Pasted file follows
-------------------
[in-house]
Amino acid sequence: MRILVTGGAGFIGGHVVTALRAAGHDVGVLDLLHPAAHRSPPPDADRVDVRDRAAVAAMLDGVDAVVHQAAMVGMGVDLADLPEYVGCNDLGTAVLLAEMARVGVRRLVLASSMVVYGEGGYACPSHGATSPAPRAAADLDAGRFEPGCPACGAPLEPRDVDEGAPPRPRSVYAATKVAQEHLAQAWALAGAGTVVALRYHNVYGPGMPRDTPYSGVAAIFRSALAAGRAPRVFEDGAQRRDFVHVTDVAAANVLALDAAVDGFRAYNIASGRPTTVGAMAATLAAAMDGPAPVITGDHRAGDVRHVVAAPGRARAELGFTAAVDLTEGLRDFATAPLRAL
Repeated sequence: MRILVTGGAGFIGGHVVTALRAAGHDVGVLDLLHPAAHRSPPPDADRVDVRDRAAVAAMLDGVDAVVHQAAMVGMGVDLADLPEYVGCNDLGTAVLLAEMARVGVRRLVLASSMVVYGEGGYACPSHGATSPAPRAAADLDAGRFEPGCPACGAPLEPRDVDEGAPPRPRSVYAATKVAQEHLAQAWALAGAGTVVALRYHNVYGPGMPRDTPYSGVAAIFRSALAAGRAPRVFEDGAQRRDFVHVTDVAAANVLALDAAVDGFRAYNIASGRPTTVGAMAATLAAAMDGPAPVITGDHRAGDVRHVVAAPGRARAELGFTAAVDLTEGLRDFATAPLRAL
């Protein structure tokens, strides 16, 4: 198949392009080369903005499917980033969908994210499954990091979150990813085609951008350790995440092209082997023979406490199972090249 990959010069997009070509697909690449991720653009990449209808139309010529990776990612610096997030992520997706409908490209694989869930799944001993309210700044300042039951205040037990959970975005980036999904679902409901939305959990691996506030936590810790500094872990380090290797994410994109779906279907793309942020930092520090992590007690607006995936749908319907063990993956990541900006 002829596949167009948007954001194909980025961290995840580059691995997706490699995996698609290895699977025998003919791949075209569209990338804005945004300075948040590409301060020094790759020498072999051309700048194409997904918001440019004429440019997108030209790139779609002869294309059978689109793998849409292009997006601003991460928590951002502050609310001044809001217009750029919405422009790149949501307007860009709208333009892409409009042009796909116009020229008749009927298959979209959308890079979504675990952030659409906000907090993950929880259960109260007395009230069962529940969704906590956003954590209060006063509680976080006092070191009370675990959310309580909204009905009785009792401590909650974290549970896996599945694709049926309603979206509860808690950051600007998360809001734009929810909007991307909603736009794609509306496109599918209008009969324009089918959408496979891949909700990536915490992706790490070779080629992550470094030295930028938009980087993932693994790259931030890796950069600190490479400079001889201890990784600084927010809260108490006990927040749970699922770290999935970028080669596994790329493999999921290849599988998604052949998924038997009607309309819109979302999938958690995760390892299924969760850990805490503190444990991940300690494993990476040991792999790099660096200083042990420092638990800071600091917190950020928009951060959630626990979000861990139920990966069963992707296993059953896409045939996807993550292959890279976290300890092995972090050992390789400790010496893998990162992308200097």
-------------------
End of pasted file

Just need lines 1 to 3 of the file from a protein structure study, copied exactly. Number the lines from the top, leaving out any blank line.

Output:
[in-house]
Amino acid sequence: MRILVTGGAGFIGGHVVTALRAAGHDVGVLDLLHPAAHRSPPPDADRVDVRDRAAVAAMLDGVDAVVHQAAMVGMGVDLADLPEYVGCNDLGTAVLLAEMARVGVRRLVLASSMVVYGEGGYACPSHGATSPAPRAAADLDAGRFEPGCPACGAPLEPRDVDEGAPPRPRSVYAATKVAQEHLAQAWALAGAGTVVALRYHNVYGPGMPRDTPYSGVAAIFRSALAAGRAPRVFEDGAQRRDFVHVTDVAAANVLALDAAVDGFRAYNIASGRPTTVGAMAATLAAAMDGPAPVITGDHRAGDVRHVVAAPGRARAELGFTAAVDLTEGLRDFATAPLRAL
Repeated sequence: MRILVTGGAGFIGGHVVTALRAAGHDVGVLDLLHPAAHRSPPPDADRVDVRDRAAVAAMLDGVDAVVHQAAMVGMGVDLADLPEYVGCNDLGTAVLLAEMARVGVRRLVLASSMVVYGEGGYACPSHGATSPAPRAAADLDAGRFEPGCPACGAPLEPRDVDEGAPPRPRSVYAATKVAQEHLAQAWALAGAGTVVALRYHNVYGPGMPRDTPYSGVAAIFRSALAAGRAPRVFEDGAQRRDFVHVTDVAAANVLALDAAVDGFRAYNIASGRPTTVGAMAATLAAAMDGPAPVITGDHRAGDVRHVVAAPGRARAELGFTAAVDLTEGLRDFATAPLRAL